2016 Jeep Wrangler Review
2016 Jeep Wrangler Review
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Used Wrangler for sale
Edmunds' Expert Review
by the Edmunds Experts
- All but unstoppable on the trail
- unmistakable styling
- numerous variations
- extensive factory and aftermarket parts support
- fun to drive in its own special way.
- Mediocre crash test scores
- long braking distances
- sloppy on-road handling
- noisy interior
- busy ride
- questionable security with soft top
- missing many of the latest safety and technology features
- cumbersome convertible operation.
The Jeep Wrangler bolsters its already robust collection of special models with the addition of the Black Bear, 75th Anniversary and Backcountry Editions. The Wrangler Sahara trim gains some aesthetic updates and a new Olive Green interior option. There are also some new colors available, which, for the Wrangler, is actually quite noteworthy.
There are significant and serious reasons to think twice about the 2016 Jeep Wrangler, but there is also plenty to love about this unique, characterful, capable and unabashedly all-American SUV.
Calculate my fuel costs
Cost to DriveCost to drive estimates for the 2016 Jeep Wrangler Unlimited Sport 4dr SUV 4WD (3.6L 6cyl 6M) and comparison vehicles are based on 15,000 miles per year (with a mix of 55% city and 45% highway driving) and energy estimates of $3.36 per gallon for regular unleaded in Virginia.
Monthly estimates based on costs in Virginia
Wrangler Unlimited Sport
Avg. Midsize SUV
The above list of "Cons" reads like words we'd craft after driving something designed 28 years ago behind the Iron Curtain. You can almost envision whatever vehicle we're talking about in grainy, sepia-toned footage with the occasional photo of Lenin and a ballistic missile parade thrown in for good measure. And yet, the vehicle in question is the 2016 Jeep Wrangler, a true American icon akin to no other. What else can evoke images of Ike driving through the liberated towns of Normandy, and fun-loving youth enjoying the never-ending freedoms of nature? Heck, the word "Freedom" is even plastered on a special-edition package and roof designs.
Yes, it's this iconic imagery and general character that makes the Wrangler so appealing despite its many drawbacks. Besides its styling, it can go places virtually no other factory-built SUV on the road would dare. Its old-school mechanical underpinnings also make it oddly fun to drive on the road simply because nothing steers or behaves in quite the same way (and hasn't in quite a long time). It's also the only convertible SUV presently on sale (let alone a four-door one) and it's definitely the only thing out there that'll let you take off the doors and lower the windshield for those moments when getting smacked in the face by a moth at 45 mph seems like a great idea.
A purple Jeep? Sure, why not. It's available as part of this year's new Backcountry Edition.
Jeep also enjoys a lack of competition. The Nissan Xterra and Toyota FJ Cruiser are no longer on sale, so the number of livable, off-road-ready SUV alternatives that aren't extremely expensive has dwindled to the Toyota 4Runner (still far pricier than the Wrangler) and those within the Jeep brand: the Renegade and Cherokee Trailhawks and the Grand Cherokee. The truth is, all of these boast better crash test scores, more secure handling and braking, quieter and more comfortable interiors, more up-to-date technology features and driving experiences light-years beyond a Soviet taxi's. But only the Wrangler is going to evoke Ike.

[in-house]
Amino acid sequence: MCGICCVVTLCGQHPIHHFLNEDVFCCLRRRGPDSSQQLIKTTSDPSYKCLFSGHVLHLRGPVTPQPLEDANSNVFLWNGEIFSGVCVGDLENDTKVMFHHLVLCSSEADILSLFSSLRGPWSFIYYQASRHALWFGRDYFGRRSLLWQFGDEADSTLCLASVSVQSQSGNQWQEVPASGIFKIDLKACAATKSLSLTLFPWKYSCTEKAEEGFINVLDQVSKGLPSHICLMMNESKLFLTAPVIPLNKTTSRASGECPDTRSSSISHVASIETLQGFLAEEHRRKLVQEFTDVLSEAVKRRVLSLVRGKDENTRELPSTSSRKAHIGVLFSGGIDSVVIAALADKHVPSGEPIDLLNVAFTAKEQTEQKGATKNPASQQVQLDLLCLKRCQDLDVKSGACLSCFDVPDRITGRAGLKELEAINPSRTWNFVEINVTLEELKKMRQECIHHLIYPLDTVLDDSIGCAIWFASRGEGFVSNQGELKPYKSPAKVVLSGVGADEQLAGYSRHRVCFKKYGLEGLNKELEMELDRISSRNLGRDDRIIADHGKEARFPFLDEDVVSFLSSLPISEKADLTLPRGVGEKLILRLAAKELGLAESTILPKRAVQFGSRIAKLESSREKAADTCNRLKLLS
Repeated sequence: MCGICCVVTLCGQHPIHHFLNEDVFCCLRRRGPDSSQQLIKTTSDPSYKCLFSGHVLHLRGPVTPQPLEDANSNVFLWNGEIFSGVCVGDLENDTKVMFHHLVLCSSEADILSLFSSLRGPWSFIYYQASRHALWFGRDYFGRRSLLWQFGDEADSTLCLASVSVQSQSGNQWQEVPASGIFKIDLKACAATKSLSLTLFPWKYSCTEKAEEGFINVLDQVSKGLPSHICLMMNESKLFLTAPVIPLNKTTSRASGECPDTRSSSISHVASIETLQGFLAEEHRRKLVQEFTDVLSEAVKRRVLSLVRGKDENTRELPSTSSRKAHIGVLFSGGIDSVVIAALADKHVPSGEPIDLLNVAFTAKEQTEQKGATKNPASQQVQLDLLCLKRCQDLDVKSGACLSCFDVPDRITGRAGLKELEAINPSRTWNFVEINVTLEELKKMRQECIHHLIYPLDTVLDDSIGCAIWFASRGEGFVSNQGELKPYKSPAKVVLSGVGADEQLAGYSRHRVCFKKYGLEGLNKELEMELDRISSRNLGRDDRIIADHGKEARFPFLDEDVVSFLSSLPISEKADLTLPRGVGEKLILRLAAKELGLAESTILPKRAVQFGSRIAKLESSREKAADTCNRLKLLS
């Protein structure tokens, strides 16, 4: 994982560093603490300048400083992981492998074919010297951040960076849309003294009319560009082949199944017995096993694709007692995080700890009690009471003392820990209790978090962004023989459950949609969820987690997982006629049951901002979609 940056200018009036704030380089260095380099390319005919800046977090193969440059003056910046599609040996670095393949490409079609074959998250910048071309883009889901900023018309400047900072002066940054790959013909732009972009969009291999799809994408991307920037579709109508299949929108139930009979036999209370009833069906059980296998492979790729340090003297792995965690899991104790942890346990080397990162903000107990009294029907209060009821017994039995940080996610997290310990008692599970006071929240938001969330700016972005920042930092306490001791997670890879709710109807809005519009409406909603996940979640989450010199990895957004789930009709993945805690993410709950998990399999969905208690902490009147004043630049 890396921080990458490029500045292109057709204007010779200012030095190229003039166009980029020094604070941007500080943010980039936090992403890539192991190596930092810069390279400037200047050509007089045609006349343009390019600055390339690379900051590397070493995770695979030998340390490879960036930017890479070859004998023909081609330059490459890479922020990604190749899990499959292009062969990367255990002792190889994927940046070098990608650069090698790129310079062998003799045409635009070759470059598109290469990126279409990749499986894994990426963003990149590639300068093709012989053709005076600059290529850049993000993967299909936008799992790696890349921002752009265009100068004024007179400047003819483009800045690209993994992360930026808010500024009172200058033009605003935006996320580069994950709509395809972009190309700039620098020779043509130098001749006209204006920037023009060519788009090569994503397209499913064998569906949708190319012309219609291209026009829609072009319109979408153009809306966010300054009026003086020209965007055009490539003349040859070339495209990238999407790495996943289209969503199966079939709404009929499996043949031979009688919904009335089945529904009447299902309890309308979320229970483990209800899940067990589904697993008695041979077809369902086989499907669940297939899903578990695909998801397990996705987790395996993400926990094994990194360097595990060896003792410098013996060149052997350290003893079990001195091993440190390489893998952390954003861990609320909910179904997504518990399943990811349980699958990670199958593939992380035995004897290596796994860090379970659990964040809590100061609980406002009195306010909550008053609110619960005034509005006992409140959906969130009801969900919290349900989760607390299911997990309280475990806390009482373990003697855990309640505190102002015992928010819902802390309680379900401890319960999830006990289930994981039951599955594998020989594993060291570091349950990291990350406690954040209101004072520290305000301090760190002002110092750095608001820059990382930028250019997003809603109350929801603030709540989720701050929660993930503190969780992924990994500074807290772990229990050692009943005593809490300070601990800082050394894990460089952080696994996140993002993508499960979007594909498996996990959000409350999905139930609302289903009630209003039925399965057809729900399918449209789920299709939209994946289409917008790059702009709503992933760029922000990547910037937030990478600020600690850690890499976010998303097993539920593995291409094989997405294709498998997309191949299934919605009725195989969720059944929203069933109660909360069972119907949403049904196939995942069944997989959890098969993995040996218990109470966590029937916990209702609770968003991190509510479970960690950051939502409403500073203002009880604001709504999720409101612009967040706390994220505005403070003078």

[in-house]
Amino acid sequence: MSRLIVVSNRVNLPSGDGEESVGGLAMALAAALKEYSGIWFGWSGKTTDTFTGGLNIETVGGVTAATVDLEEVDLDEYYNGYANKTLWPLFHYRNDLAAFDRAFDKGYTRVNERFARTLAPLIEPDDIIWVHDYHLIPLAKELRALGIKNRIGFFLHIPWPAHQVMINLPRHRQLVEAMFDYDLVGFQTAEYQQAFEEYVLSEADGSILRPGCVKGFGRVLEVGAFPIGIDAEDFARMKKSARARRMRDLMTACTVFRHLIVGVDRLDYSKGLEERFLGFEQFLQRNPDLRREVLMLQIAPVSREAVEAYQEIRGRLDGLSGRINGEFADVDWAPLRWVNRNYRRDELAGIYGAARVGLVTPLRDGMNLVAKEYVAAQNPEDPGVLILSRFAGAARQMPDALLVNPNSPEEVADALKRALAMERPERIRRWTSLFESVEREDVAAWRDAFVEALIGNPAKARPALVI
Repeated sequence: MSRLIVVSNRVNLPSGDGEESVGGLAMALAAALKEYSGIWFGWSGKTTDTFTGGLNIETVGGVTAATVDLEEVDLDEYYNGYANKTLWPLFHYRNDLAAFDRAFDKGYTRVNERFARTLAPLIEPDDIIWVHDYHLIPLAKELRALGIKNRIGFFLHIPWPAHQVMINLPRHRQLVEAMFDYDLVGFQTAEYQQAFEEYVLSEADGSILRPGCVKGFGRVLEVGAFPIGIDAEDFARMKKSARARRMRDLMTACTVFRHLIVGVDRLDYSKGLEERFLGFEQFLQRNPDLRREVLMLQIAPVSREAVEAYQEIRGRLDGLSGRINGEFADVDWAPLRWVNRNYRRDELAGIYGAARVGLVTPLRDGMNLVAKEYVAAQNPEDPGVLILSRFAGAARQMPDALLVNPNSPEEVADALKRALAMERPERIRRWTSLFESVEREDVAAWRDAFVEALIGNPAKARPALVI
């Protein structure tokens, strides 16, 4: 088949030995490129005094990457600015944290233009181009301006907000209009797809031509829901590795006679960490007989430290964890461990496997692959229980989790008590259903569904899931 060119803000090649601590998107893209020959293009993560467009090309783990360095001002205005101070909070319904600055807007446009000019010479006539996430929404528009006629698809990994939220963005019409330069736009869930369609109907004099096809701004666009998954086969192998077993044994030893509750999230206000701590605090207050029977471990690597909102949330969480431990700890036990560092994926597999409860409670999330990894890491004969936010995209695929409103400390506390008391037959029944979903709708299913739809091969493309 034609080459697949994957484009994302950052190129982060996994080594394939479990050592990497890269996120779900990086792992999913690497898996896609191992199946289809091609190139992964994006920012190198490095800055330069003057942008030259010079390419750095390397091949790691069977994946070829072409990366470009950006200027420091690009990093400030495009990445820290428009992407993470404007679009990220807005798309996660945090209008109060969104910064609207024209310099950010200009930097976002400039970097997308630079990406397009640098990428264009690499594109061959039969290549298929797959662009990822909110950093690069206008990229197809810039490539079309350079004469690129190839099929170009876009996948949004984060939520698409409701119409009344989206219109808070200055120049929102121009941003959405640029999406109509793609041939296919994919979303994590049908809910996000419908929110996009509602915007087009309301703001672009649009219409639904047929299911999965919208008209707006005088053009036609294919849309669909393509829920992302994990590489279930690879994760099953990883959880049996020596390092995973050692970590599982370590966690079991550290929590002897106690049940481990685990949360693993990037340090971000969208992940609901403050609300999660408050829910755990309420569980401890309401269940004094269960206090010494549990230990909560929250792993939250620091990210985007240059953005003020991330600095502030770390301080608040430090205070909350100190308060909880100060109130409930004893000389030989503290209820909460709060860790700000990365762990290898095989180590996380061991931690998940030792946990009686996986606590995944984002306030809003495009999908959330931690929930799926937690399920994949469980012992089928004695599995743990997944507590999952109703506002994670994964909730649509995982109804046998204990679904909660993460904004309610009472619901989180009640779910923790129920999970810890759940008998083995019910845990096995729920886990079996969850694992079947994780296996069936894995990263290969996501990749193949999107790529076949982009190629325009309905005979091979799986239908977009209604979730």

Performance & mpg
Every 2016 Jeep Wrangler is powered by a 3.6-liter V6 engine good for 285 horsepower and 260 pound-feet of torque. Four-wheel drive is standard and includes high- and low-range gearing. The Rubicon features uniquely short gearing and an upgraded transfer case with an extra-low crawl ratio. A six-speed manual transmission with hill start assist is standard, while a five-speed automatic with both hill start assist and hill descent control is optional. Towing is rather meager at a maximum of 2,000 pounds for the Wrangler and 3,500 pounds for the Unlimited.
In Edmunds performance testing, a two-door Wrangler with a manual went from zero to 60 mph in a quick 6.9 seconds, which is pretty astonishing given the languid acceleration of past Wranglers. The heavier Wrangler Unlimited with the automatic needed 8.8 seconds, which is fairly slow compared to other off-road-ready four-doors.
EPA-estimated fuel economy is the same for the two-door Wrangler regardless of transmission, at 18 mpg combined (17 city/21 highway). The Unlimited also gets 18 mpg combined, but its city/highway numbers are slightly different at 16/21 with the manual and 16/20 with the automatic.
Every 2016 Wrangler comes standard with antilock brakes, traction and stability control and front airbags. Front side airbags are optional. A rearview camera isn't available, nor are other parking or safety aids.
The Wrangler has some of the worst crash scores of any vehicle presently on sale. The Insurance Institute for Highway Safety (IIHS) awarded the two-door Wrangler its highest possible rating of "Good" in the moderate-overlap frontal-offset impact test but a "Marginal" (second-worst) score in the small-overlap frontal-offset test. Without the optional side airbags, the tested vehicle was judged "Poor" (worst) in the side-impact test. Its seat and head restraint design was rated "Marginal" for whiplash protection in rear impacts.
The IIHS also tested a Wrangler Unlimited, rating it "Good" in the moderate-overlap and small-overlap frontal-offset tests and "Marginal" for both side-impact and whiplash protection. Interestingly, the tested vehicle also lacked side airbags despite its slightly better side-impact rating, so there's no data available on Wrangler crashworthiness with side airbags installed. There are no government crash tests of the Wrangler.
If you want to dominate the off-road trails in your area, you've come to the right review. We specifically recommend either the Sport, Willys Wheeler or the Rubicon for this purpose. Why? Because the Sport is cheap, leaving plenty of room in the budget for custom modifications via either Jeep's Mopar parts division or the thriving aftermarket scene. The Willys comes with added off-road hardware, including beefier tires and a limited-slip rear differential, while the Rubicon goes even farther in that direction and is perfect for shoppers in search of a complete trail rig right off the shelf.
Pictured: This Wrangler Rubicon would be much happier driving around about 20 feet to its left.